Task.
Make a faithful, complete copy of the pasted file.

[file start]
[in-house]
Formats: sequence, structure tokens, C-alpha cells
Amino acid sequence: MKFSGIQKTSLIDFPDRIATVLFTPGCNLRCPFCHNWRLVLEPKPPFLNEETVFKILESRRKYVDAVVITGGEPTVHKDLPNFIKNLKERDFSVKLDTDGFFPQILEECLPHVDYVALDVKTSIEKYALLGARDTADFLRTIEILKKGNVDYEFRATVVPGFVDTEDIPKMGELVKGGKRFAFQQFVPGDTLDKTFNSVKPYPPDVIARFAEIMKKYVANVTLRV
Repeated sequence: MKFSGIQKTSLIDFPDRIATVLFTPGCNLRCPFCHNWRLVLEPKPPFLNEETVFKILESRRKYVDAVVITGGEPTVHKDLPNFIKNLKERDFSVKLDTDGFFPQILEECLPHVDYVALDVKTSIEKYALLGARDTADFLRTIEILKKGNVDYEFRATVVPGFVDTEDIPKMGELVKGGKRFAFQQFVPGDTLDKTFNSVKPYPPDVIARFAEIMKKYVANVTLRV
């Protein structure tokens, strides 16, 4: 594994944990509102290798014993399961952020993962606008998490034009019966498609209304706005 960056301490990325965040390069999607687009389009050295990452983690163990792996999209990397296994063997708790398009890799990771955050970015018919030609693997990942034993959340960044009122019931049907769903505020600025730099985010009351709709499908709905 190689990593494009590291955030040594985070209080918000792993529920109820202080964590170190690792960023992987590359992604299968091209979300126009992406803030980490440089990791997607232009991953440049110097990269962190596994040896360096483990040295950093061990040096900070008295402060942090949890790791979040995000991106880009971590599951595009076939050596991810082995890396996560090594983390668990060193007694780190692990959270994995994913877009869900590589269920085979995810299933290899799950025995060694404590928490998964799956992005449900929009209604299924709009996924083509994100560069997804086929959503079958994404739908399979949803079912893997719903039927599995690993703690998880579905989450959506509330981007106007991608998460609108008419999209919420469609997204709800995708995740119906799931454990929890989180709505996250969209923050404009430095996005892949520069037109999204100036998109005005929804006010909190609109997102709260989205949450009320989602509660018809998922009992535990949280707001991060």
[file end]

[in-house]
Formats: sequence, structure tokens, C-alpha cells
Amino acid sequence: MKFSGIQKTSLIDFPDRIATVLFTPGCNLRCPFCHNWRLVLEPKPPFLNEETVFKILESRRKYVDAVVITGGEPTVHKDLPNFIKNLKERDFSVKLDTDGFFPQILEECLPHVDYVALDVKTSIEKYALLGARDTADFLRTIEILKKGNVDYEFRATVVPGFVDTEDIPKMGELVKGGKRFAFQQFVPGDTLDKTFNSVKPYPPDVIARFAEIMKKYVANVTLRV
Repeated sequence: MKFSGIQKTSLIDFPDRIATVLFTPGCNLRCPFCHNWRLVLEPKPPFLNEETVFKILESRRKYVDAVVITGGEPTVHKDLPNFIKNLKERDFSVKLDTDGFFPQILEECLPHVDYVALDVKTSIEKYALLGARDTADFLRTIEILKKGNVDYEFRATVVPGFVDTEDIPKMGELVKGGKRFAFQQFVPGDTLDKTFNSVKPYPPDVIARFAEIMKKYVANVTLRV
């Protein structure tokens, strides 16, 4: 594994944990509102290798014993399961952020993962606008998490034009019966498609209304706005 960056301490990325965040390069999607687009389009050295990452983690163990792996999209990397296994063997708790398009890799990771955050970015018919030609693997990942034993959340960044009122019931049907769903505020600025730099985010009351709709499908709905 190689990593494009590291955030040594985070209080918000792993529920109820202080964590170190690792960023992987590359992604299968091209979300126009992406803030980490440089990791997607232009991953440049110097990269962190596994040896360096483990040295950093061990040096900070008295402060942090949890790791979040995000991106880009971590599951595009076939050596991810082995890396996560090594983390668990060193007694780190692990959270994995994913877009869900590589269920085979995810299933290899799950025995060694404590928490998964799956992005449900929009209604299924709009996924083509994100560069997804086929959503079958994404739908399979949803079912893997719903039927599995690993703690998880579905989450959506509330981007106007991608998460609108008419999209919420469609997204709800995708995740119906799931454990929890989180709505996250969209923050404009430095996005892949520069037109999204100036998109005005929804006010909190609109997102709260989205949450009320989602509660018809998922009992535990949280707001991060």